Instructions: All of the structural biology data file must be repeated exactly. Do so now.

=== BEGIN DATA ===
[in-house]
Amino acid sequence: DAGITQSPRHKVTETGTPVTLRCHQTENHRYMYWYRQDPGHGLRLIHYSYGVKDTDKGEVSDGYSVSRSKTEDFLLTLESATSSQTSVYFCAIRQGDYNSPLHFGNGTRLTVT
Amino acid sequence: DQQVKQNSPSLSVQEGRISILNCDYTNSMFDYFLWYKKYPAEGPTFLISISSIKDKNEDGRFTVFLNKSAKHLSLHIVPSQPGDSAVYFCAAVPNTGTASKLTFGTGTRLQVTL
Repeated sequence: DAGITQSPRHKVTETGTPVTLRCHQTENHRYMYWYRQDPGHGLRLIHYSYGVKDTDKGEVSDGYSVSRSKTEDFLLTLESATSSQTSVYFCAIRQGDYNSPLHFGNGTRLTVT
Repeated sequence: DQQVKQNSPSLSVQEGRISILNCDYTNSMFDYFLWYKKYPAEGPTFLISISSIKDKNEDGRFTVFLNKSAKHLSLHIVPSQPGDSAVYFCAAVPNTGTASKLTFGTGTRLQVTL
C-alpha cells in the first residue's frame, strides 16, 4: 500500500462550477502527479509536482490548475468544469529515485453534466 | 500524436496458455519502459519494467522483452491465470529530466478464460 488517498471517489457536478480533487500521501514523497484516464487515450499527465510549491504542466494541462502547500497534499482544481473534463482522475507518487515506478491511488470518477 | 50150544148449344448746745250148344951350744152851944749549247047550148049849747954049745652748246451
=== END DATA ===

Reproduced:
[in-house]
Amino acid sequence: DAGITQSPRHKVTETGTPVTLRCHQTENHRYMYWYRQDPGHGLRLIHYSYGVKDTDKGEVSDGYSVSRSKTEDFLLTLESATSSQTSVYFCAIRQGDYNSPLHFGNGTRLTVT
Amino acid sequence: DQQVKQNSPSLSVQEGRISILNCDYTNSMFDYFLWYKKYPAEGPTFLISISSIKDKNEDGRFTVFLNKSAKHLSLHIVPSQPGDSAVYFCAAVPNTGTASKLTFGTGTRLQVTL
Repeated sequence: DAGITQSPRHKVTETGTPVTLRCHQTENHRYMYWYRQDPGHGLRLIHYSYGVKDTDKGEVSDGYSVSRSKTEDFLLTLESATSSQTSVYFCAIRQGDYNSPLHFGNGTRLTVT
Repeated sequence: DQQVKQNSPSLSVQEGRISILNCDYTNSMFDYFLWYKKYPAEGPTFLISISSIKDKNEDGRFTVFLNKSAKHLSLHIVPSQPGDSAVYFCAAVPNTGTASKLTFGTGTRLQVTL
C-alpha cells in the first residue's frame, strides 16, 4: 500500500462550477502527479509536482490548475468544469529515485453534466 | 500524436496458455519502459519494467522483452491465470529530466478464460 488517498471517489457536478480533487500521501514523497484516464487515450499527465510549491504542466494541462502547500497534499482544481473534463482522475507518487515506478491511488470518477 | 50150544148449344448746745250148344951350744152851944749549247047550148049849747954049745652748246451